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28 Feb 2008 : Column 1878Wcontinued
Hywel Williams: To ask the Secretary of State for Health if he will bring forward proposals to introduce a standard labelling regime for alcoholic products, with particular reference to (a) alcohol content in units and (b) guidelines for daily alcohol consumption. 
Dawn Primarolo: The Government announced in May 2007 that that they had reached a ground-breaking agreement with the alcohol industry, meaning that, by the end of 2008, most alcoholic drinks labels should include alcohol unit information and the daily sensible drinking guidelines. This agreement is United Kingdom-wide.
In addition, the Government also announced revised wording on the advice on sensible drinking information on labels for pregnant women or those women who are trying to conceive. Although this is not formally part of the voluntary agreement that has been reached with the industry, it is being strongly encouraged to implement the pregnancy advice.
Safe. Sensible. Social. - the next steps in the National Alcohol Strategy, published in June 2007, includes a commitment by the Government to consult by the end of 2008 on possible legislative options should insufficient progress by the industry have been made then.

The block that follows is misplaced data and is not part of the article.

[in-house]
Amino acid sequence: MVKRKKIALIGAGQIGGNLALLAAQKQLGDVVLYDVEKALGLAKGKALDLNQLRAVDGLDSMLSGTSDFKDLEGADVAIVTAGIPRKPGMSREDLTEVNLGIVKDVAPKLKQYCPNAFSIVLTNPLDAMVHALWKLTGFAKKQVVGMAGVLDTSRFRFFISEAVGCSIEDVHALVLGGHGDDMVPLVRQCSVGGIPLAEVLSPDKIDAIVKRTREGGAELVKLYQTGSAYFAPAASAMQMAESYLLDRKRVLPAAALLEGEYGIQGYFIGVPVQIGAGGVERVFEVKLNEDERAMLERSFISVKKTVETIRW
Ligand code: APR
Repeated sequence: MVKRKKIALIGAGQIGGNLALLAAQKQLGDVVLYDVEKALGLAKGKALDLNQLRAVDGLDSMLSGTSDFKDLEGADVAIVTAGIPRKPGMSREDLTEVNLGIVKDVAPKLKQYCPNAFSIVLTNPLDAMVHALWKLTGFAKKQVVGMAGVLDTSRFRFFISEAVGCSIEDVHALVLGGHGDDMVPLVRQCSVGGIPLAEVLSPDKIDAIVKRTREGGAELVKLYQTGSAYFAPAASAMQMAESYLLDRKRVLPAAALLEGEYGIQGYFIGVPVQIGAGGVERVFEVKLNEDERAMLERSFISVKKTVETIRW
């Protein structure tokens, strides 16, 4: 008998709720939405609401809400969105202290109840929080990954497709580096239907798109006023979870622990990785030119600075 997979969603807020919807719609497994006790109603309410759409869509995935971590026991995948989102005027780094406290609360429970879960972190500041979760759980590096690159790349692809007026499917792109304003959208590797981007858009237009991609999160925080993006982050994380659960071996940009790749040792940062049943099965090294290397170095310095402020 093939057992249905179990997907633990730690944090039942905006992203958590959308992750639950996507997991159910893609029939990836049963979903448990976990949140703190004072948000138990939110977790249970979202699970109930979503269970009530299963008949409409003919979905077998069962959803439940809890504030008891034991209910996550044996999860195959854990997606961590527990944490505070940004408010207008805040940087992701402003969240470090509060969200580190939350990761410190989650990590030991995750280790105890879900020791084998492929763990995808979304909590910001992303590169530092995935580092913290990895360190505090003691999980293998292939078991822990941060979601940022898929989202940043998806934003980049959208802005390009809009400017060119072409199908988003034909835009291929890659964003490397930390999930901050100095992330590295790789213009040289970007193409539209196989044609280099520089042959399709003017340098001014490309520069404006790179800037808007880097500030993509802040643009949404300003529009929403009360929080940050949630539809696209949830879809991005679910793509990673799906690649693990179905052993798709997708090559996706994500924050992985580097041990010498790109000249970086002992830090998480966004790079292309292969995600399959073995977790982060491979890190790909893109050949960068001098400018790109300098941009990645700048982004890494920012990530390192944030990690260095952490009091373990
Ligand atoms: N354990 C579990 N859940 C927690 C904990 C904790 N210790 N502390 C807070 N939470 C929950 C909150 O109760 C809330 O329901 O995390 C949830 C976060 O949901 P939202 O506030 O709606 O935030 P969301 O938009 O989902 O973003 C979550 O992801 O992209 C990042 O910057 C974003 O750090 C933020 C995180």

Hywel Williams: To ask the Secretary of State for Health what discussions he has had on the introduction of a statutory code of practice on the marketing of alcohol. 
Dawn Primarolo: The regulation of alcohol advertising in the United Kingdom is currently a mix of statutory regulation and co-regulation. The Advertising Standards Authority (ASA) is responsible for enforcing the current rules.
Ofcom and the ASA jointly published Young People and Alcohol Advertising in November 2007, a research report on the impact of alcohol advertising on young people following the tightening of the advertising codes in October 2005.
Broadly the research showed that the revised rules on alcohol advertising have ensured that fewer young people feel that television advertisements are aimed at them.